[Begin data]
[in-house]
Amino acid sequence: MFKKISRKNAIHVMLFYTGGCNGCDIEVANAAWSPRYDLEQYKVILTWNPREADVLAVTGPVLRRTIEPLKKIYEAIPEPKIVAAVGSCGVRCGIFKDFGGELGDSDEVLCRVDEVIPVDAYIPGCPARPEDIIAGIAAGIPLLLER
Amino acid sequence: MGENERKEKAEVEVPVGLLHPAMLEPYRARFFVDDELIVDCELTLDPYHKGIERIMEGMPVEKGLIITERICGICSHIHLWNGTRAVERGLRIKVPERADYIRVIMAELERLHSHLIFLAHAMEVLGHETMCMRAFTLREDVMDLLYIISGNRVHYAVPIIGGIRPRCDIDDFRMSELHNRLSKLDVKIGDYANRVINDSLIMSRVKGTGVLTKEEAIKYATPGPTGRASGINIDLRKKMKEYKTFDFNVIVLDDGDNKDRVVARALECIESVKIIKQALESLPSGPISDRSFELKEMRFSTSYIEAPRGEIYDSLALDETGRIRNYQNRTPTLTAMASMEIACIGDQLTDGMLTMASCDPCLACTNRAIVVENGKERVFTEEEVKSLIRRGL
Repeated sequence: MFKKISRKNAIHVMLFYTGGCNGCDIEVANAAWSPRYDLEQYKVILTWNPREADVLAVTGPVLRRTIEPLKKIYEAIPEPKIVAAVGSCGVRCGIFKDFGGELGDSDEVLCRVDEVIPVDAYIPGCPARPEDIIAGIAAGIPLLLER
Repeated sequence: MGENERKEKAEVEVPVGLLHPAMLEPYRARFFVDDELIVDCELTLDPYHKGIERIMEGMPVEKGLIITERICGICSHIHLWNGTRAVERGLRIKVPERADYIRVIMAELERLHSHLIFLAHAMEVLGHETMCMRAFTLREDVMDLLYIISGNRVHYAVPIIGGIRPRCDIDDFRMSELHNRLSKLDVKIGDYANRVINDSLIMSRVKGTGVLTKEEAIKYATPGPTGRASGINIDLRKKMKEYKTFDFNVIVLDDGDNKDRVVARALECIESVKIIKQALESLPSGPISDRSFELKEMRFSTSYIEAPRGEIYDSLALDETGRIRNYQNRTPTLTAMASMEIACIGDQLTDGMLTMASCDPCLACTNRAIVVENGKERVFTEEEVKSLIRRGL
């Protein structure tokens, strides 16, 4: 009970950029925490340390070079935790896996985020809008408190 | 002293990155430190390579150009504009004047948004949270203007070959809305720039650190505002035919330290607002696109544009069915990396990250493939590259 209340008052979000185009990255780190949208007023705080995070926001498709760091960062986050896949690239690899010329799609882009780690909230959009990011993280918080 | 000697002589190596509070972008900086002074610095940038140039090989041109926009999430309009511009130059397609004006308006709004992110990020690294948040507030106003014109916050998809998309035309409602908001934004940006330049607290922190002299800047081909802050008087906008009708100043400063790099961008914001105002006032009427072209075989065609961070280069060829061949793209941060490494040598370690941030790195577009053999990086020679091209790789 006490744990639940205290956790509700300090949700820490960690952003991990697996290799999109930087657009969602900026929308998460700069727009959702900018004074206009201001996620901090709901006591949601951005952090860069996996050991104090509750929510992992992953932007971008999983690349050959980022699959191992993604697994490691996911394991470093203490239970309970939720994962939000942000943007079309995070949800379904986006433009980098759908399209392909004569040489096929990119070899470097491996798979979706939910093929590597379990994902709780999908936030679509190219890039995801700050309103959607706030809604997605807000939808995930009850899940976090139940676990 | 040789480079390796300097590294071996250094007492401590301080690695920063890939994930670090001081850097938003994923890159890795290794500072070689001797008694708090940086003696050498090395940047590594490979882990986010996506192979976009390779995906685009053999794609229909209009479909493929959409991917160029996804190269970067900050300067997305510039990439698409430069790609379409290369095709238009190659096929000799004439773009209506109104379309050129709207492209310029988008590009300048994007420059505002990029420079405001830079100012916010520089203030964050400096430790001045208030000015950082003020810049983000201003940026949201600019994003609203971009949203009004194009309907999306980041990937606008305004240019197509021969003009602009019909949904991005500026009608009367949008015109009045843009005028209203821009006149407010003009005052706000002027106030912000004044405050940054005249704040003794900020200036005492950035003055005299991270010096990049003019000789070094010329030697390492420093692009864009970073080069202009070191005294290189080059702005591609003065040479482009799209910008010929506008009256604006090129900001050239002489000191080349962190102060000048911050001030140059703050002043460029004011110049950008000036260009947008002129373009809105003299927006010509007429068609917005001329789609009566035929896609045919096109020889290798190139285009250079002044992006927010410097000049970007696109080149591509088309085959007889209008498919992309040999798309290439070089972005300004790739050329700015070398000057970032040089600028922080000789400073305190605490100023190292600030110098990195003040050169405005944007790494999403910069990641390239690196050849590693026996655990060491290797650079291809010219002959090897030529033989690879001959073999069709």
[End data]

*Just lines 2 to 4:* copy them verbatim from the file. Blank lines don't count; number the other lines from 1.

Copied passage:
Amino acid sequence: MFKKISRKNAIHVMLFYTGGCNGCDIEVANAAWSPRYDLEQYKVILTWNPREADVLAVTGPVLRRTIEPLKKIYEAIPEPKIVAAVGSCGVRCGIFKDFGGELGDSDEVLCRVDEVIPVDAYIPGCPARPEDIIAGIAAGIPLLLER
Amino acid sequence: MGENERKEKAEVEVPVGLLHPAMLEPYRARFFVDDELIVDCELTLDPYHKGIERIMEGMPVEKGLIITERICGICSHIHLWNGTRAVERGLRIKVPERADYIRVIMAELERLHSHLIFLAHAMEVLGHETMCMRAFTLREDVMDLLYIISGNRVHYAVPIIGGIRPRCDIDDFRMSELHNRLSKLDVKIGDYANRVINDSLIMSRVKGTGVLTKEEAIKYATPGPTGRASGINIDLRKKMKEYKTFDFNVIVLDDGDNKDRVVARALECIESVKIIKQALESLPSGPISDRSFELKEMRFSTSYIEAPRGEIYDSLALDETGRIRNYQNRTPTLTAMASMEIACIGDQLTDGMLTMASCDPCLACTNRAIVVENGKERVFTEEEVKSLIRRGL
Repeated sequence: MFKKISRKNAIHVMLFYTGGCNGCDIEVANAAWSPRYDLEQYKVILTWNPREADVLAVTGPVLRRTIEPLKKIYEAIPEPKIVAAVGSCGVRCGIFKDFGGELGDSDEVLCRVDEVIPVDAYIPGCPARPEDIIAGIAAGIPLLLER